Call it a recovery if you want, but don't include ocean carriers in the picture. The economy is doing an excellent job of bouncing back without creating new jobs or boosting freight volumes. As a result, shipping lines are continuing to lose billions of dollars. Where's that bailout money when you need it?
Offering up this tale of woe for the holiday season was Ronald D. Widdows, president and chief executive officer of the NOL Group (www.nolgroup.sg) (better known to port watchers as the owner of APL). He spoke at a session on ocean transportation at the annual meeting of the National Industrial Transportation League (www.nitl.org) in Anaheim, Calif. He began with the good news: "The global economy looks to have averted the danger of spiraling into a global depression." The catch, he said, is that the growth of recent months has mostly been the result of government stimulus money, which "has not been spent to create jobs and infrastructure development."
So what we have is a vibrant stock market and people - more than 10 percent of them unemployed - sitting on their pocketbooks. "The flow of goods is blocked," Widdows said, "and will be so for some time."
"Ugly" is the word he used to describe the consequent plight of container lines. Check out these losses for the first half of 2009: N.Y.K. Line, $694m. Hapag-Lloyd AG, $680m. Cosco Container Lines, $671m. Maersk Line, $540m. It adds up to about a $6bn shortfall for ocean carriers over that period, and as much as $20bn for the full year. "The level of losses is very scary," Widdows said. "Everybody has taken a fair beating."
Widdows, who also serves as chairman of the Transpacific Stabilization Agreement (www.tsacarriers.org), restated the case that the group has made repeatedly in past months: under current conditions, not all carriers will survive. "There will be bankruptcies," he said, adding that lines today "can't afford to run ships." That's why nearly 2 million twenty-foot equivalent units (TEUs) of capacity sit idle today, mostly moored off the coast of Singapore.
The eastbound TSA and its sister organization, the Westbound Transpacific Stabilization Agreement (www.wtsacarriers.org), have announced big rate increases to stem the flow of red ink. But the groups are merely discussion agreements, and members aren't bound by their pronouncements. So in recent months they've been battling to outdo one another on rate cuts, even as they present to the public a veneer of unity.
"The losses will probably continue into 2010 if not longer," Widdows predicted. "It's going to be another difficult year." In fact, the audience at an earlier NITL session predicted that among all modes of transportation, only truckers will have a tougher time than container lines in keeping rates up. (See my previous post, http://www.supplychainbrain.com/content/blogs/think-tank/blog/article/font-size2notes-from-nit-league-i-whats-your-favorite-letterfont/).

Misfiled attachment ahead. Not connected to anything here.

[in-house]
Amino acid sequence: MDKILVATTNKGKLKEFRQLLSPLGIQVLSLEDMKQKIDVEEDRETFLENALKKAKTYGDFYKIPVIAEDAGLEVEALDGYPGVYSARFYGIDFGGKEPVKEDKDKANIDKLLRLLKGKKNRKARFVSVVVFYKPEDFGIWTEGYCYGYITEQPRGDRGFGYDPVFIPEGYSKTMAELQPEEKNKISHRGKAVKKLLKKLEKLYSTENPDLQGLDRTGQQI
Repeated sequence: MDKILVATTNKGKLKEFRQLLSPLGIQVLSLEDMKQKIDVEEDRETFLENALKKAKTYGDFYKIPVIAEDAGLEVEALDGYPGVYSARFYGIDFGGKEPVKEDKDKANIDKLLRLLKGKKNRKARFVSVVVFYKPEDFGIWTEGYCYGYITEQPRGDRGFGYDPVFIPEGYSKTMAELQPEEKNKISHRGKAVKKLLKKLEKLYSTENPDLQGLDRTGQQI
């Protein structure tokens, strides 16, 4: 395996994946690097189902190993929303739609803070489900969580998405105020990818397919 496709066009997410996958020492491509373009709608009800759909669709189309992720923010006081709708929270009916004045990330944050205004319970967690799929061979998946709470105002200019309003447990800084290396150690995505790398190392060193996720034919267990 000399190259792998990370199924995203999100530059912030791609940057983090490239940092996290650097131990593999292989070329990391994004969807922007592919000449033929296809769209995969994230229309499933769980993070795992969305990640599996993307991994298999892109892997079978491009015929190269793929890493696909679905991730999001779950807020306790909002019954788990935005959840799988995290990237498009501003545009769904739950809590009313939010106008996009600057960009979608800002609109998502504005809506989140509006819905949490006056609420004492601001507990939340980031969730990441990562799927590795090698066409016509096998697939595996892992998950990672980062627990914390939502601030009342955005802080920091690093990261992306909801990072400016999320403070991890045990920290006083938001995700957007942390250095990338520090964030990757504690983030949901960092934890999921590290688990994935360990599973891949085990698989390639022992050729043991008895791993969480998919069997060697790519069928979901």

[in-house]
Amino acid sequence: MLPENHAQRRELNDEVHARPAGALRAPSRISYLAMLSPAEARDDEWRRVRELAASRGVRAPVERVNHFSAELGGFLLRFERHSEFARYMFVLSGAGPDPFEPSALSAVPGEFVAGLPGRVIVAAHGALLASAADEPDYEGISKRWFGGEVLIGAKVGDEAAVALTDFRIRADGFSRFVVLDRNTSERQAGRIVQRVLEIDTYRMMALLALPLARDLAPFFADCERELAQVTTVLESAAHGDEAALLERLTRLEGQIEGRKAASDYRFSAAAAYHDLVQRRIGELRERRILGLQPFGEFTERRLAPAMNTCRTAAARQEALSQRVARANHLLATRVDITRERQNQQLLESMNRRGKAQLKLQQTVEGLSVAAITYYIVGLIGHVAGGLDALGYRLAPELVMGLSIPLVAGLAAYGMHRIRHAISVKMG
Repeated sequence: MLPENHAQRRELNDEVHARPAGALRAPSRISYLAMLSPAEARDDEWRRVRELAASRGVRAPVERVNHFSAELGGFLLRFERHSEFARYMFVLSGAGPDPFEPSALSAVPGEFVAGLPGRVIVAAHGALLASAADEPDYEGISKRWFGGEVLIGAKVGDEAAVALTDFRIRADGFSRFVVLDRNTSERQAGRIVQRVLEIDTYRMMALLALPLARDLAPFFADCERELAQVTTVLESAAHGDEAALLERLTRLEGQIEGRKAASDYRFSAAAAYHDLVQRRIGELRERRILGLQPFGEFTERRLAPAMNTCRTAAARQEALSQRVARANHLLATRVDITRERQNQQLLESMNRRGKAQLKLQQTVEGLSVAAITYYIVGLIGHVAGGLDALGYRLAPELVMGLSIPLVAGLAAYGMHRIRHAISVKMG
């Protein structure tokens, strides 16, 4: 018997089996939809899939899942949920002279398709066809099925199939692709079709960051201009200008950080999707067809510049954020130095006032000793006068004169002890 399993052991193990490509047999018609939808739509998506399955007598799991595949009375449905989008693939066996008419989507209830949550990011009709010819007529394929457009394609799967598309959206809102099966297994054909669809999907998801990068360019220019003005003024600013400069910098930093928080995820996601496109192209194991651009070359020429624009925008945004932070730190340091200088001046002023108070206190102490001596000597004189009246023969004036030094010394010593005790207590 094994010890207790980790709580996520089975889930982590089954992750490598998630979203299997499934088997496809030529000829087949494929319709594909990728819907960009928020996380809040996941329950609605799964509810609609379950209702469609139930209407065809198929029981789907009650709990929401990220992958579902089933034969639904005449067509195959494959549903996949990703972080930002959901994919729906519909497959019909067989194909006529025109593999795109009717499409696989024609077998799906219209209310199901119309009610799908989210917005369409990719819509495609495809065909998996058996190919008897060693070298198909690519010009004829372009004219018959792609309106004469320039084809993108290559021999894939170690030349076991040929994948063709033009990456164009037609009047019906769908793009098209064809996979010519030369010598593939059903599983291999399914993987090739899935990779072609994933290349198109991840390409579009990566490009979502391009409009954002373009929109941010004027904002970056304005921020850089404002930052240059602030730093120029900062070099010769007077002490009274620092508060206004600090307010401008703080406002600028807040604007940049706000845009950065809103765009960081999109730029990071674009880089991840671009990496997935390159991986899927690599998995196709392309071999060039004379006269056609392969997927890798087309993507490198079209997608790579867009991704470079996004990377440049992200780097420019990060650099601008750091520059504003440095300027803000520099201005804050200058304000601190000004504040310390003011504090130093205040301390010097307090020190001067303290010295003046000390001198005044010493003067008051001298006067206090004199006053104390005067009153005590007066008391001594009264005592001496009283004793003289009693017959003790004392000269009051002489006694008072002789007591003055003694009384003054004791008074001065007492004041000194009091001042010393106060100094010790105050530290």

Expect the crisis to have a major impact on service. Ship speeds will slow, as carriers cope with rising fuel prices and adopt "greener" operating practices. Transit times will degrade, and the choice of service providers will narrow. Only those lines with strong financial backing - in the form of government support or deep pockets - will survive, Widdows said.
Longer term, he sees some relief from overcapacity as lines take a saner approach to adding new and bigger ships. We've heard that song before, but this time operators might have no choice but to behave. "Ship finance has probably changed forever," Widdows said. "The ability of two guys and a dog to go out and get a billion dollars for ship financing is gone forever."
What would also be gone, if many shippers had their way, are cartels like TSA and WTSA. Polled electronically, 54 percent of the audience called for an end to antitrust immunity for liner operators. NITL, as a group, agrees. "We do have a problem with discussion agreements in ocean shipping," said president and CEO Bruce J. Carlton, at a League press conference earlier that day. Terry Bunch, director of logistics and customer service for Rayonier, added that ocean freight rates "should be based on individual relationships between buyer and seller - not jointly negotiated."
Shippers don't think carriers are crying wolf about their financial plight. The current situation "is just not profitable for carriers," said Mark Maleski, senior merchandise supply chain manager with J.C. Penney Co. "Carriers have to make money, too." At the same time, he said, the lines "need to do something to establish rate stability" -- a dilemma that has persisted for years.
Widdows didn't sound much more complimentary of TSA's effectiveness. "If judged purely on rates, it's a fairly miserable, inept group," he said. Nevertheless, he sees value in its continuing existence - particularly if member lines do a better job of engaging the shipper community. Currently the group is conducting a series of shippers' forums around the country, to make the case for higher freight rates and stronger relations with its customer base.
What TSA lines are likely to hear are comments like those of Martin Bernstein, director of transportation excellence with J.C. Penney Logistics. He complained of service disruptions caused by sudden changes in sailing schedules and capacity levels. "Reliability of service is even more important now," he said, adding that "shippers are fighting the same battles [as carriers]."
As for the prospects of economic recovery in 2010, "not many people think there will be a quick bounce," said Widdows. The best hopes might be for a modest improvement in consumer buying and the job market over the coming year.
And the worst-case scenario? "You're breaking your furniture and using it for cooking," said Widdows.
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